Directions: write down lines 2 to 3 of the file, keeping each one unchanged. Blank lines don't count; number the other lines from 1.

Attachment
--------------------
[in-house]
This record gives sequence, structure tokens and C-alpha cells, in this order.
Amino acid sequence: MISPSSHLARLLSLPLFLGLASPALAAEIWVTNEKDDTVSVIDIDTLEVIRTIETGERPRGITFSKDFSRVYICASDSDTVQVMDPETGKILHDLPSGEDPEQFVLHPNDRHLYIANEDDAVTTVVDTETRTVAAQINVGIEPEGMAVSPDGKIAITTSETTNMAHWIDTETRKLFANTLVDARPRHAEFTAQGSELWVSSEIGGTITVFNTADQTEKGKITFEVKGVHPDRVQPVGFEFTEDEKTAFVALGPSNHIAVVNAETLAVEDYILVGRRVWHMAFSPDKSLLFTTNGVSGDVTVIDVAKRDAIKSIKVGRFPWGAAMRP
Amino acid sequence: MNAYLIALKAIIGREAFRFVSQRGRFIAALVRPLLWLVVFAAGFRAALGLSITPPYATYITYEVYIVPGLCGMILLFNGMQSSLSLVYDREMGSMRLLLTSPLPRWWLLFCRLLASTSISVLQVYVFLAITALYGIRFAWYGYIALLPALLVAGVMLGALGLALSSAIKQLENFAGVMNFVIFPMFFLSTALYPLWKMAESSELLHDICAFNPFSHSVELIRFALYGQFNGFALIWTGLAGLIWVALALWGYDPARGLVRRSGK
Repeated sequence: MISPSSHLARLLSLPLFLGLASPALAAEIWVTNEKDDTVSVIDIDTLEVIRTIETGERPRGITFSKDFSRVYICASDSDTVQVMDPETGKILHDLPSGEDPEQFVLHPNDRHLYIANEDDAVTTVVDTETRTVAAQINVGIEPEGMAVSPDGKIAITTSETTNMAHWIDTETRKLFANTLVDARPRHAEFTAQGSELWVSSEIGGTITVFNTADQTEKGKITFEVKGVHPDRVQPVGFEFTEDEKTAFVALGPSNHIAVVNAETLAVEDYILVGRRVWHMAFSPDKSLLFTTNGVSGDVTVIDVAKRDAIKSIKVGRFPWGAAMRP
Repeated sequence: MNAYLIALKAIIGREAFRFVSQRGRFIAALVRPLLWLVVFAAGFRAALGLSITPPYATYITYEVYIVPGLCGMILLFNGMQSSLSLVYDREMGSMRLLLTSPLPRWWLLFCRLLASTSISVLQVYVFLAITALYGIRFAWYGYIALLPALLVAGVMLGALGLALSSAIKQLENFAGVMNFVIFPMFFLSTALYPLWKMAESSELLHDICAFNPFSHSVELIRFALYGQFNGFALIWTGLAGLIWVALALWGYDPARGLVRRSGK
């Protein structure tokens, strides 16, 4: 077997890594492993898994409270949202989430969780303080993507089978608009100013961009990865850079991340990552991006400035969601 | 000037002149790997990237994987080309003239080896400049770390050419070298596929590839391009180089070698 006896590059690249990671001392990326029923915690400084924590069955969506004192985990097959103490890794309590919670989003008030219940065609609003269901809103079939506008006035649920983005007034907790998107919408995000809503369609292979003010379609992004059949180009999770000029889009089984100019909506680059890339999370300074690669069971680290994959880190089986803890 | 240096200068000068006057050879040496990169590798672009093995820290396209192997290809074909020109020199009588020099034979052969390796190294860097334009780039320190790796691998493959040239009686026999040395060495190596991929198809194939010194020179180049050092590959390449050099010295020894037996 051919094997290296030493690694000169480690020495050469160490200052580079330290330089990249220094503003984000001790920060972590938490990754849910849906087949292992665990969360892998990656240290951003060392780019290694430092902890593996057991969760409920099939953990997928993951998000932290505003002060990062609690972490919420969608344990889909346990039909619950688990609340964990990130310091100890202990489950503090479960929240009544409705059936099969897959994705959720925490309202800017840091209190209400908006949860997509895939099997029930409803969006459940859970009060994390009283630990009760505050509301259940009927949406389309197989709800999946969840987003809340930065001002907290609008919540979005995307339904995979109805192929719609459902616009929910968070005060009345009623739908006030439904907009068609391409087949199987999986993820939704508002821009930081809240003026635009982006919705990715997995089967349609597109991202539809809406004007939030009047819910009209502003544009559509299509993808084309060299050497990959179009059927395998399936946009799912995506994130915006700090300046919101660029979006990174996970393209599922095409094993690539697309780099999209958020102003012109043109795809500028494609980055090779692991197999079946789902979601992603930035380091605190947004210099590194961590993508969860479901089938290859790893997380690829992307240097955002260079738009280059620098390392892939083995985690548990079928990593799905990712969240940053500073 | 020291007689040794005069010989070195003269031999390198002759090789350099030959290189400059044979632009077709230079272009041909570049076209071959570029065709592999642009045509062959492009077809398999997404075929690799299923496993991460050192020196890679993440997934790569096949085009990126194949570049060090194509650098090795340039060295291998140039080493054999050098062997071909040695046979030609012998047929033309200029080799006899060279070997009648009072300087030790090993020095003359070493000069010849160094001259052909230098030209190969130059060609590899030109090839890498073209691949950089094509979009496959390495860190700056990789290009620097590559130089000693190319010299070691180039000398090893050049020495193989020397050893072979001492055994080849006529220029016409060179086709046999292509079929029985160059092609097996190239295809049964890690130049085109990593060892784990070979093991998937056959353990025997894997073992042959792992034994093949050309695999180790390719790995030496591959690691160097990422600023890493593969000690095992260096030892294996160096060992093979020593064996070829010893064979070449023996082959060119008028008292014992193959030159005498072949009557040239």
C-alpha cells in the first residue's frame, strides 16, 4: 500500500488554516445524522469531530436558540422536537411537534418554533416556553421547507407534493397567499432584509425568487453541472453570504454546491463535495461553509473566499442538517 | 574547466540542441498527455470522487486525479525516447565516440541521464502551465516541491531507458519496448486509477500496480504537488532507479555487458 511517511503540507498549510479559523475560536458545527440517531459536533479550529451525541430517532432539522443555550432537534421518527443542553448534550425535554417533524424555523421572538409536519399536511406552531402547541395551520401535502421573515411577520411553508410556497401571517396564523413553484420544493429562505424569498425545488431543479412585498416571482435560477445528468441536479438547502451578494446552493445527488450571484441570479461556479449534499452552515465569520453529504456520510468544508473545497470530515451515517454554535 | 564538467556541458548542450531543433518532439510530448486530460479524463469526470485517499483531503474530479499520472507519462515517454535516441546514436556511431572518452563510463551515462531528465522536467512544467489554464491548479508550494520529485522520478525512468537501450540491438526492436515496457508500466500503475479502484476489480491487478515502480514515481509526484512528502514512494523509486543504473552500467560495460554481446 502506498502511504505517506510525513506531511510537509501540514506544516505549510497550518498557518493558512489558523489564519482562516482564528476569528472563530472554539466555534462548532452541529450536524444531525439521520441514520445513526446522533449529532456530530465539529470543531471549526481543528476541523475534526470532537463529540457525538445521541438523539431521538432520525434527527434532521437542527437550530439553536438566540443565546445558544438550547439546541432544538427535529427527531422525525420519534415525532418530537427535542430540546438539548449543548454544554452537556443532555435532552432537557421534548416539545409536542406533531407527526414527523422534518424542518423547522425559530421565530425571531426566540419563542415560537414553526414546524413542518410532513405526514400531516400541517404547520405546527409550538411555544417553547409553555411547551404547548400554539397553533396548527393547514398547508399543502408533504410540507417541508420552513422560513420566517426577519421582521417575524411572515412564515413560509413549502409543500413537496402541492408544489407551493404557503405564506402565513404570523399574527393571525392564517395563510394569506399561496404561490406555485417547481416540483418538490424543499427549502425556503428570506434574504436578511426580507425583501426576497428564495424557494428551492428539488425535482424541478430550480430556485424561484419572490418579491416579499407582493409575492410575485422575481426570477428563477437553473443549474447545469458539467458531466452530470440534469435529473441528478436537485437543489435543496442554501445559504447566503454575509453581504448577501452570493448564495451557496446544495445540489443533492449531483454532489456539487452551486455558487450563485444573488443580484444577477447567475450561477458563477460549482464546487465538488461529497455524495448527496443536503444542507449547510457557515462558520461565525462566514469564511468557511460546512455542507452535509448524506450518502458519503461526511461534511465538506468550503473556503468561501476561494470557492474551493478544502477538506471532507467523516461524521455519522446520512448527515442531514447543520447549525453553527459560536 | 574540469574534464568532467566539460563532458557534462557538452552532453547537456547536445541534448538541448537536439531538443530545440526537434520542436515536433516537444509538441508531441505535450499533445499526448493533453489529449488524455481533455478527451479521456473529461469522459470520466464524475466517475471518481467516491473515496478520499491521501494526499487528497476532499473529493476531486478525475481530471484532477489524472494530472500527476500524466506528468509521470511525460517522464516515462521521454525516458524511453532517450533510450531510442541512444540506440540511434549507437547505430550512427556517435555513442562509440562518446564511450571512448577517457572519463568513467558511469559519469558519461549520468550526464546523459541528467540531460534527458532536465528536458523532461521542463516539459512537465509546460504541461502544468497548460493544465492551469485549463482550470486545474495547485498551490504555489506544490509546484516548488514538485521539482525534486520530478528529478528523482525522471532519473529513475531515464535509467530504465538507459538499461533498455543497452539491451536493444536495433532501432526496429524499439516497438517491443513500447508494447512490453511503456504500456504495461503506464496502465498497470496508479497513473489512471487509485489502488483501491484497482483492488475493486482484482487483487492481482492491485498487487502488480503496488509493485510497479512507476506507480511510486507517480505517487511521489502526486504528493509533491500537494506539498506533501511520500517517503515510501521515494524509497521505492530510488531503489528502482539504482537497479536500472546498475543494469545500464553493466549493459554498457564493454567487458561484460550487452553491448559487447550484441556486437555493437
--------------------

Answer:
This record gives sequence, structure tokens and C-alpha cells, in this order.
Amino acid sequence: MISPSSHLARLLSLPLFLGLASPALAAEIWVTNEKDDTVSVIDIDTLEVIRTIETGERPRGITFSKDFSRVYICASDSDTVQVMDPETGKILHDLPSGEDPEQFVLHPNDRHLYIANEDDAVTTVVDTETRTVAAQINVGIEPEGMAVSPDGKIAITTSETTNMAHWIDTETRKLFANTLVDARPRHAEFTAQGSELWVSSEIGGTITVFNTADQTEKGKITFEVKGVHPDRVQPVGFEFTEDEKTAFVALGPSNHIAVVNAETLAVEDYILVGRRVWHMAFSPDKSLLFTTNGVSGDVTVIDVAKRDAIKSIKVGRFPWGAAMRP